- If you have any date or timestamp that is not in the format yyyy-MM-dd HH:mm:ss, I suggest you create a simple table that has just one or two columns and test importing the format – confirm that the data imported is what you expected
Tip 6 – Change the Bad directory for each table / group
When you are loading a lot of data, take advantage of the bad record directory parameter. Change it for each table or group, for example, /BAD/mytable1 or /BAD/mytable1/group1 – It will be easier to locate the files.
Tip 7 – Multi-line characters in your data
If your data contains line feed characters like control-m, you will need to set the property oneLineRecords to false. The downside to this is that the import will take longer because the import cannot take advantage of breaking up the file and distributing it across the cluster. Ideally, avoid having line feed characters in your data.
Tip 8 – Clobs / Blobs
When you are importing Clobs, please see Tip 4 and Tip 7. Make sure to use the special characters as both the column and character delimiters. If the clob data can span multiple lines, make sure to set the oneLineRecords to false.
At the present times, columns with a data type of ‘Blob’ cannot be imported using the import tool. One option I’ve seen is to create a VTI that reads the Blob and inserts the data.
Tip 9 – Scripting
Make your life easier and create scripts for importing the data – don’t sit and babysit the imports. There are a couple of pieces to scripting the import. First, create some .sql files that have your import statements. For example, you may have a file called load-mytable1.sql with entries like the following:
call SYSCS_UTIL.IMPORT_DATA ('SPLICE','mytable1',null,'/data/mytable1/data.csv',null,null,null,null,null,0,'/BAD/mytable1',null,null); call SYSCS_UTIL.IMPORT_DATA ('SPLICE','mytable2',null,'/data/mytable2/data.csv',null,null,null,null,null,0,'/BAD/mytable2',null,null); call SYSCS_UTIL.IMPORT_DATA ('SPLICE','mytable3',null,'/data/mytable3/data.csv',null,null,null,null,null,0,'/BAD/mytable3',null,null);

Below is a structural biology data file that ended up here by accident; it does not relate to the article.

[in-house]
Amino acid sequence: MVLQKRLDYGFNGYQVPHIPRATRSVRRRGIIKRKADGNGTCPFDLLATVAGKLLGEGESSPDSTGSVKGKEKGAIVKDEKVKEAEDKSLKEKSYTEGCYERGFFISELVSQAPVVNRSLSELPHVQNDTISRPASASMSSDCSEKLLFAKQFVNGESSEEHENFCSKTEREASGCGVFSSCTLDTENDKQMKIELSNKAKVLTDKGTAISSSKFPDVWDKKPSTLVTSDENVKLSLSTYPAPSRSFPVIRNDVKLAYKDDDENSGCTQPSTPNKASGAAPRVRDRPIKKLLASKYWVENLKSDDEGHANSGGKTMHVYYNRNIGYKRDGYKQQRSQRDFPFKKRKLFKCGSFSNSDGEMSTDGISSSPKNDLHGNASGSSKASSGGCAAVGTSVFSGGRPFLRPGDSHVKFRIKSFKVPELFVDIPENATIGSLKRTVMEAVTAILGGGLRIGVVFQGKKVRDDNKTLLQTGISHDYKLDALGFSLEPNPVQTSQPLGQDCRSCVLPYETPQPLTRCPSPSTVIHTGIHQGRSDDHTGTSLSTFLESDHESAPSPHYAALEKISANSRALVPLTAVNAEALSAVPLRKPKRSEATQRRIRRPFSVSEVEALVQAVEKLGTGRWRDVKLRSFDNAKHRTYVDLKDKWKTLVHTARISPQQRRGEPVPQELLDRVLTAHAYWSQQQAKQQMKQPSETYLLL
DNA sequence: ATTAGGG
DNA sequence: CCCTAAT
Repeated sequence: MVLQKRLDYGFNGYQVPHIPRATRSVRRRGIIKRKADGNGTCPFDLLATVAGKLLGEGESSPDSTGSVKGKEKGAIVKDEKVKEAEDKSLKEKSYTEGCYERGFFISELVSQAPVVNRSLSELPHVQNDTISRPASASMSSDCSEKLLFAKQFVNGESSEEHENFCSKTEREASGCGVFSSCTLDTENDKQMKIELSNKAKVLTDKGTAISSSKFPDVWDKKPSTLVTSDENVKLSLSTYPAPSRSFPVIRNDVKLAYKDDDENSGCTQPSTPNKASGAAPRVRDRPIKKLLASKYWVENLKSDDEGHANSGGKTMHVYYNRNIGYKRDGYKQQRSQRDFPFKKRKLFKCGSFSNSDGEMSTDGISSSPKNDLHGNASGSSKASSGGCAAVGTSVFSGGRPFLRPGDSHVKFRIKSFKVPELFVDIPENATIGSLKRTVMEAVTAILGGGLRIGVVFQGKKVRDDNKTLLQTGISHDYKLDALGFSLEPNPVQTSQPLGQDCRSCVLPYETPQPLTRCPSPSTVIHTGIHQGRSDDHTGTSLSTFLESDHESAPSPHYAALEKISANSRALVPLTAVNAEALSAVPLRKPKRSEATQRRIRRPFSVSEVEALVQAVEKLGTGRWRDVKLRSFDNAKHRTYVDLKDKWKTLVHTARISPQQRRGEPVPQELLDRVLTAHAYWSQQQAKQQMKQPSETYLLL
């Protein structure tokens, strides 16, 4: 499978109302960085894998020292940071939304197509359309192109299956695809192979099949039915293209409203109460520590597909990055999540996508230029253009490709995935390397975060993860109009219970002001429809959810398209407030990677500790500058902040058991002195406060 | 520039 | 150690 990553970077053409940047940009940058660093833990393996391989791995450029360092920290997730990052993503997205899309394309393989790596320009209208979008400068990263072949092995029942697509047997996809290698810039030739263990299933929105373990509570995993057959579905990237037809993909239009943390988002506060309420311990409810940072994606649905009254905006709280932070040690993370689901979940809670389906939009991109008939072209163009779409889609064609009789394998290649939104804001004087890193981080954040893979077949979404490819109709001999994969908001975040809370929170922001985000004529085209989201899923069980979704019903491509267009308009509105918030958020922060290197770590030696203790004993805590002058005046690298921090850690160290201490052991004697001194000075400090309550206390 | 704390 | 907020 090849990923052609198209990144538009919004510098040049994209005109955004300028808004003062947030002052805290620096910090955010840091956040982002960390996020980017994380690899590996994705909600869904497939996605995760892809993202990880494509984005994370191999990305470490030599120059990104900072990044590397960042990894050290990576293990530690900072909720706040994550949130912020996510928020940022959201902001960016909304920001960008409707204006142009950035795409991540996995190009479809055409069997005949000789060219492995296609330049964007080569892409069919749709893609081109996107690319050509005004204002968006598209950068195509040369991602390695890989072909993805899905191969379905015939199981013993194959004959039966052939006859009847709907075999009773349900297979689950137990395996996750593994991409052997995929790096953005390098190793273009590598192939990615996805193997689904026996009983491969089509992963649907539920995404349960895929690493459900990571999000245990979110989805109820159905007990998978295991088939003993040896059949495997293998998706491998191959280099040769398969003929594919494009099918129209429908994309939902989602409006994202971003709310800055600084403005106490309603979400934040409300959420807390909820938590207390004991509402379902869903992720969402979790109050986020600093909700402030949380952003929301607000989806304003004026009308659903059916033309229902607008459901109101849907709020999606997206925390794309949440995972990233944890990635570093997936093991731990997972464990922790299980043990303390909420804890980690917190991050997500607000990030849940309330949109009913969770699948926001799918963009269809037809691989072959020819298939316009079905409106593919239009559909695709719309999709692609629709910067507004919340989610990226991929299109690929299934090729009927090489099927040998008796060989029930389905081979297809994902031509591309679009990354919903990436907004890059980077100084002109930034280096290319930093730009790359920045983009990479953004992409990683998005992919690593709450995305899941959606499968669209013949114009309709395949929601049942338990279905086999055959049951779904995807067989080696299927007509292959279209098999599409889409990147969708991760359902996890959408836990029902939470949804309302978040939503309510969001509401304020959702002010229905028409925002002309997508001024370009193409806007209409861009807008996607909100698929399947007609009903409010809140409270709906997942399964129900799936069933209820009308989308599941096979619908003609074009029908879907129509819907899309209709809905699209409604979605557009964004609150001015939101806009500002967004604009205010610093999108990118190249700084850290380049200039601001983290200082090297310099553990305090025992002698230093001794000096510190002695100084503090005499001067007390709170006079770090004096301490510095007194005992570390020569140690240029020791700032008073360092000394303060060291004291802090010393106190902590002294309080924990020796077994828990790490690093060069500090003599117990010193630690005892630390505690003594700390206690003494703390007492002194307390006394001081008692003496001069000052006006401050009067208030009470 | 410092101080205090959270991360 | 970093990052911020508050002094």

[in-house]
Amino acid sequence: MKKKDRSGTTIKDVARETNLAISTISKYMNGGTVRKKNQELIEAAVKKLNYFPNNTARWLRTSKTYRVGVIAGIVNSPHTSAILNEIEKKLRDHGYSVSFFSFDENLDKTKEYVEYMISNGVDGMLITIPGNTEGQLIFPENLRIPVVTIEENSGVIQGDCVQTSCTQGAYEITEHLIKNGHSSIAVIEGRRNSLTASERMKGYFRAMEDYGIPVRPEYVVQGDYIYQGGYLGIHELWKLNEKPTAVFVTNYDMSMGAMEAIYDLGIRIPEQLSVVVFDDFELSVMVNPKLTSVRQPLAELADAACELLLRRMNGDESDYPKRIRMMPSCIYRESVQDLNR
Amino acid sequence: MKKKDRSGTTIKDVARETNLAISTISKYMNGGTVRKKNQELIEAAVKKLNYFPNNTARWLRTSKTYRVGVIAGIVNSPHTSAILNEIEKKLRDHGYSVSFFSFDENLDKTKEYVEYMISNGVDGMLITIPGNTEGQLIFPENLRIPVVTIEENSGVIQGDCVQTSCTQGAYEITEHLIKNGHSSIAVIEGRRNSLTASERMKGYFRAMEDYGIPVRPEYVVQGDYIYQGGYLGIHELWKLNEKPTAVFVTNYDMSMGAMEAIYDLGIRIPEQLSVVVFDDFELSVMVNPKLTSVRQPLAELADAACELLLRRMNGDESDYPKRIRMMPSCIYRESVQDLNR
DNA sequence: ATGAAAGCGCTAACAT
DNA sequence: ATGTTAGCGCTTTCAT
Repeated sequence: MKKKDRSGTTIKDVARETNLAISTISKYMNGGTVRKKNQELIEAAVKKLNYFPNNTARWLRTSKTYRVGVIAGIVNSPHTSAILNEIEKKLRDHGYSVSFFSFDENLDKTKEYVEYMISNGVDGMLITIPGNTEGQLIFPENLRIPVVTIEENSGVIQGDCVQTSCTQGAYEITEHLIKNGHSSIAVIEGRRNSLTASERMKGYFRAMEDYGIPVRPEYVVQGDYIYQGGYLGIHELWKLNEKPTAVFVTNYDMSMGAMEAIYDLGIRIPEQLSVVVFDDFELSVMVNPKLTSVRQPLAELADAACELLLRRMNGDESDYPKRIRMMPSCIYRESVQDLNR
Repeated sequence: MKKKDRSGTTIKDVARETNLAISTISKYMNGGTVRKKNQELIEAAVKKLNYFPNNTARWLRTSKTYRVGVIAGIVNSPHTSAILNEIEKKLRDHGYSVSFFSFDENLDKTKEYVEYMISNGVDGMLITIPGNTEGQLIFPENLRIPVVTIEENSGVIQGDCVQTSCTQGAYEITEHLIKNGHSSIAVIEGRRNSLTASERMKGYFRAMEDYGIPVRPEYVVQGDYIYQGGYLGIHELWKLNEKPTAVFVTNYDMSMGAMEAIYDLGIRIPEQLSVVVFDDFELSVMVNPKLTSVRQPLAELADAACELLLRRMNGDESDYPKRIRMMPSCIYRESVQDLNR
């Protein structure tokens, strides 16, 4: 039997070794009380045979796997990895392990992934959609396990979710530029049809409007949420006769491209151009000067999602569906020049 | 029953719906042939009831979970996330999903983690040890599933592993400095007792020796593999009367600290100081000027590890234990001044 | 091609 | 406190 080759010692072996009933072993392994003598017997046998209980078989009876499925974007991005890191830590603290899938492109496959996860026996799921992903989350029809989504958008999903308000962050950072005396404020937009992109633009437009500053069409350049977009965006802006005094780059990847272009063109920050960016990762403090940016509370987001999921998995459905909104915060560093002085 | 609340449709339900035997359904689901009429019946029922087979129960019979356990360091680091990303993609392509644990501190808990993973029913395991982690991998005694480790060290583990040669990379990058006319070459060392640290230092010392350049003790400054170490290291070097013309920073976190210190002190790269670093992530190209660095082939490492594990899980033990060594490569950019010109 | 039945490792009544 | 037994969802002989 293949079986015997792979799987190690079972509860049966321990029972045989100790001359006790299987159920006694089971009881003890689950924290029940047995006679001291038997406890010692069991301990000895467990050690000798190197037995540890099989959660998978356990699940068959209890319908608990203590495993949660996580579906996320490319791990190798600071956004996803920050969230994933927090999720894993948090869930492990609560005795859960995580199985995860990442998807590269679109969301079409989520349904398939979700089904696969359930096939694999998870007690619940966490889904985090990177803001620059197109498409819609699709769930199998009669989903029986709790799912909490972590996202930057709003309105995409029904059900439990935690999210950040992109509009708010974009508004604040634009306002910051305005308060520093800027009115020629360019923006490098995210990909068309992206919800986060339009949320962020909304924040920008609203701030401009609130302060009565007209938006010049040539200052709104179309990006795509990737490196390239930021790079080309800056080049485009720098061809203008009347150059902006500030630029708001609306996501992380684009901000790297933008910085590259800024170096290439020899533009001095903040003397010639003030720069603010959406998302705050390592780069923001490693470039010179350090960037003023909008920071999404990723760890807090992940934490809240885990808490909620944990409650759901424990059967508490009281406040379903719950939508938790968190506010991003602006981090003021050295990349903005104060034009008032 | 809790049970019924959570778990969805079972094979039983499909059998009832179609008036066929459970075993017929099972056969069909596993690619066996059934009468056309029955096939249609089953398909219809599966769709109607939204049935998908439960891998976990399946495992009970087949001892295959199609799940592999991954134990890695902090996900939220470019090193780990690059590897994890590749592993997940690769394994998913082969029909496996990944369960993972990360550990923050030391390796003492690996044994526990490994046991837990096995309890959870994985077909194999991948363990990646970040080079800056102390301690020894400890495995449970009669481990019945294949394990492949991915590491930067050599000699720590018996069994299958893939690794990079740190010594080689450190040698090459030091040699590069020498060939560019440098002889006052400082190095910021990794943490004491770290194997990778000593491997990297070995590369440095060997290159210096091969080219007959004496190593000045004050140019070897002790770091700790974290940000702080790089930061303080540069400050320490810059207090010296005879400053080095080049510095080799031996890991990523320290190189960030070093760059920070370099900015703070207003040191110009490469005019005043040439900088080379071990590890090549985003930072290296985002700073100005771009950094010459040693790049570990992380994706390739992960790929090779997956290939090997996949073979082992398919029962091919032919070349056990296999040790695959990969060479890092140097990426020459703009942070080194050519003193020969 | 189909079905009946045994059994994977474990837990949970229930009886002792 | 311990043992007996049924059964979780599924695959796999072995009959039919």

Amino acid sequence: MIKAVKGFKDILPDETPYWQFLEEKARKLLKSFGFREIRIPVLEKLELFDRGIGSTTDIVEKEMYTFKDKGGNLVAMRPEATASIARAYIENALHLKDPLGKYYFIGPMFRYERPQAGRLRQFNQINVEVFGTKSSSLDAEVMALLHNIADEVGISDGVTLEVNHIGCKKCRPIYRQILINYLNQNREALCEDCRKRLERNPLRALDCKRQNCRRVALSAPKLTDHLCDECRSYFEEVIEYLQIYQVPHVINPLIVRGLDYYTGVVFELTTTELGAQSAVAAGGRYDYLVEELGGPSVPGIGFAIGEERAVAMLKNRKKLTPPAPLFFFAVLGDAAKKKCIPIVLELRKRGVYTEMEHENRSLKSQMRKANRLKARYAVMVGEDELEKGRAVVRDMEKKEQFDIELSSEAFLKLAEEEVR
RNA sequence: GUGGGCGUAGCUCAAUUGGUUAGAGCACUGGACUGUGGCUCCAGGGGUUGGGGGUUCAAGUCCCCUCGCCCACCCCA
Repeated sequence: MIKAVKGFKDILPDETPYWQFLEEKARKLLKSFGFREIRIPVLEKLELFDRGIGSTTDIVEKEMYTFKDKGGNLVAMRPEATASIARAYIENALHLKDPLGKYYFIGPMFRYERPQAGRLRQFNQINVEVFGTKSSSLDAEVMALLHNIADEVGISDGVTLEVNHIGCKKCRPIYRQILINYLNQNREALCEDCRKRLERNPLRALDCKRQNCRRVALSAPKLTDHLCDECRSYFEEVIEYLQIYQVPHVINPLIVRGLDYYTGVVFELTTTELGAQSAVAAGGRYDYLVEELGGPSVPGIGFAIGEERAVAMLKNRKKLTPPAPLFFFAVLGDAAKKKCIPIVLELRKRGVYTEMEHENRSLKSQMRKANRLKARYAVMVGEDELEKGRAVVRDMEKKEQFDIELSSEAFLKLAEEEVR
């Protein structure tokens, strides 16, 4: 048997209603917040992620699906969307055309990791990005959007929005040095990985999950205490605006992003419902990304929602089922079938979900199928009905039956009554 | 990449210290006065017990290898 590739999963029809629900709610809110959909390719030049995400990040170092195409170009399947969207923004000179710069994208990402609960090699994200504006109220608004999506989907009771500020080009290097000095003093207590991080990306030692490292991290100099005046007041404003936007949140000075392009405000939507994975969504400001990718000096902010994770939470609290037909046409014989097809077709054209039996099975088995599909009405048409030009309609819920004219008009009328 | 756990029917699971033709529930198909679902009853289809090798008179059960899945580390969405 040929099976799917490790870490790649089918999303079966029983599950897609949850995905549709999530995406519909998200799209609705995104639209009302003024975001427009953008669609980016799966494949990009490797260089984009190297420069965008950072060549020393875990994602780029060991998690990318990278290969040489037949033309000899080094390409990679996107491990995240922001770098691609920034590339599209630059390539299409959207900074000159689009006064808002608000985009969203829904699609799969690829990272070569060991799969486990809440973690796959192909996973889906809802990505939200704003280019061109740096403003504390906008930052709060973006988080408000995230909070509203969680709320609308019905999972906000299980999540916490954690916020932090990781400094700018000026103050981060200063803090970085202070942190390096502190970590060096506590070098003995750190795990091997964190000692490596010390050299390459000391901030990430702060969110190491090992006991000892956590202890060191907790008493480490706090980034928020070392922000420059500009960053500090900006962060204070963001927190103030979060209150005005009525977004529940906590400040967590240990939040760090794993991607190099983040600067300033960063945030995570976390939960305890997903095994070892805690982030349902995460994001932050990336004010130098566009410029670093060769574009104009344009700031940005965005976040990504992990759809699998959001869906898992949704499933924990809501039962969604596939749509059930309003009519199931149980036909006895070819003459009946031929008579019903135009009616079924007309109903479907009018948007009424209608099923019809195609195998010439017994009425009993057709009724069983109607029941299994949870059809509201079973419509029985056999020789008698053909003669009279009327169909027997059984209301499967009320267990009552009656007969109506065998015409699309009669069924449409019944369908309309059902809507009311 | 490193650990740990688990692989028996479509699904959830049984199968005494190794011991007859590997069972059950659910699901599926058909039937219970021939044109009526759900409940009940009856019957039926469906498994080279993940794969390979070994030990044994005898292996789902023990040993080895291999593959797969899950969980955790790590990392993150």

Don’t get overzealous and put a bunch of statements in one file or have one file that is going to load billions of records. Why? Because when you use a script file like load-mytable1.sql, it uses one connection to Splice Machine. If one of the statements fails and causes Splice Machine to disconnect, none of the subsequent statements will be executed because there is not a current connection – you will be sad when you kick off the script at night and expect it to be completed in the morning and it failed.
Create a script file to run multiple imports, something like the following (loadMyTable1.sh):
sqlshell.sh -f /home/splice/importMytable1Group1.sql > runMyTable1Group1.out sqlshell.sh -f /home/splice/importMytable1Group2.sql > runMyTable1Group2.out sqlshell.sh -f /home/splice/importMytable1Group3.sql > runMyTable1Group3.out
When you run that script, run it in the background:
nohup ./loadMyTable1.sh > loadMyTable1.out &
Finally, don’t run a large import directly on the Splice command prompt or through a SQL client. Use a script instead and run it with nohup in the background like the example above. At some point, you will lose your connection to the server through some network issue and you won’t see the file status of the export.
Tip 10 – Start Small
The last thing I can suggest, is to start small and run several tests before you kick off a large import. Before I start a large import, I normally take the first 5 records from the file and try to import it into the table. Once, I confirm those file records import okay, I drop the table and recreate it. You are probably wondering why I say drop it and recreate it instead of deleting the records or truncating the table. Well, if you run an import multiple times and it is failing, you technically have data in those tables that are hidden and marked with a specific transaction. It will eventually get cleaned up through compaction but I’ve seen it affect the load performance. Save yourself the headache – drop it and recreate it. I would recommend you do that for large imports that failed as well.
I hope these tips help get you moving in the right direction and make importing data into Splice Machine as smooth as possible. If you have any questions, join our community Slack channel to discuss them with me and the rest of the Splice Machine community.